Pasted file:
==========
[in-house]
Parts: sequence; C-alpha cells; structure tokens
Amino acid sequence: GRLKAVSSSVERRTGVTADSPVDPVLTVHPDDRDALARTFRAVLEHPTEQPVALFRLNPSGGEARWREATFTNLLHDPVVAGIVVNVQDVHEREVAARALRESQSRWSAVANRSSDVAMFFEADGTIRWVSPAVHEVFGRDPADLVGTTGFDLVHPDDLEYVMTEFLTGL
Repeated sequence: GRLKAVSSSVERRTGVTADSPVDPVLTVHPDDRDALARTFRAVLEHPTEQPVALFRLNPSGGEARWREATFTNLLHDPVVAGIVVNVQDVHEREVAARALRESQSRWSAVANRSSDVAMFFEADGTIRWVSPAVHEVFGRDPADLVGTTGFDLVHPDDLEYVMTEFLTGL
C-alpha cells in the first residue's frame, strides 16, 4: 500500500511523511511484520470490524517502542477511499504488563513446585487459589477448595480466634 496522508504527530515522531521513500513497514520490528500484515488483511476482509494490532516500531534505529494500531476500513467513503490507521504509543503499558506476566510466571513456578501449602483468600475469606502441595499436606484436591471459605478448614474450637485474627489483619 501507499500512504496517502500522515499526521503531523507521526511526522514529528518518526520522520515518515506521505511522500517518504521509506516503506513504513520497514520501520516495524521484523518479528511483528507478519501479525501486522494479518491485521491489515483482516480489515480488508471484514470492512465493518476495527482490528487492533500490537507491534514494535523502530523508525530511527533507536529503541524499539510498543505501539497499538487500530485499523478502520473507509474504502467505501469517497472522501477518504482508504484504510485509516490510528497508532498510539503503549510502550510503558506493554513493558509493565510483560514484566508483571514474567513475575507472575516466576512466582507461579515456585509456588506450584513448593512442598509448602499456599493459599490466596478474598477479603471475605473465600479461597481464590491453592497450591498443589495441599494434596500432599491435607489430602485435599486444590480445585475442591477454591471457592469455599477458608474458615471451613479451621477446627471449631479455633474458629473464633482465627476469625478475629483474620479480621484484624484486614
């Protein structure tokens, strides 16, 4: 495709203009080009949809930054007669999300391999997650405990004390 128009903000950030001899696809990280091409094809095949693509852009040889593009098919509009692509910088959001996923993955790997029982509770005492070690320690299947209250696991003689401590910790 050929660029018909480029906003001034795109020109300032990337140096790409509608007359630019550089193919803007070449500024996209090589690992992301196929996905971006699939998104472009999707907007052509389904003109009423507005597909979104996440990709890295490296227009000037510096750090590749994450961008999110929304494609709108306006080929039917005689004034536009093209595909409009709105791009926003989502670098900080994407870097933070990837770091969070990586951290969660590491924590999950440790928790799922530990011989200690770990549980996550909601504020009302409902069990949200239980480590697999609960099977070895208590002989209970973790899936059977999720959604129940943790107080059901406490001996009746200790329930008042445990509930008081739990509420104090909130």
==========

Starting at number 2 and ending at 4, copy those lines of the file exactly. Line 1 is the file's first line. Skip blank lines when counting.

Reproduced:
Parts: sequence; C-alpha cells; structure tokens
Amino acid sequence: GRLKAVSSSVERRTGVTADSPVDPVLTVHPDDRDALARTFRAVLEHPTEQPVALFRLNPSGGEARWREATFTNLLHDPVVAGIVVNVQDVHEREVAARALRESQSRWSAVANRSSDVAMFFEADGTIRWVSPAVHEVFGRDPADLVGTTGFDLVHPDDLEYVMTEFLTGL
Repeated sequence: GRLKAVSSSVERRTGVTADSPVDPVLTVHPDDRDALARTFRAVLEHPTEQPVALFRLNPSGGEARWREATFTNLLHDPVVAGIVVNVQDVHEREVAARALRESQSRWSAVANRSSDVAMFFEADGTIRWVSPAVHEVFGRDPADLVGTTGFDLVHPDDLEYVMTEFLTGL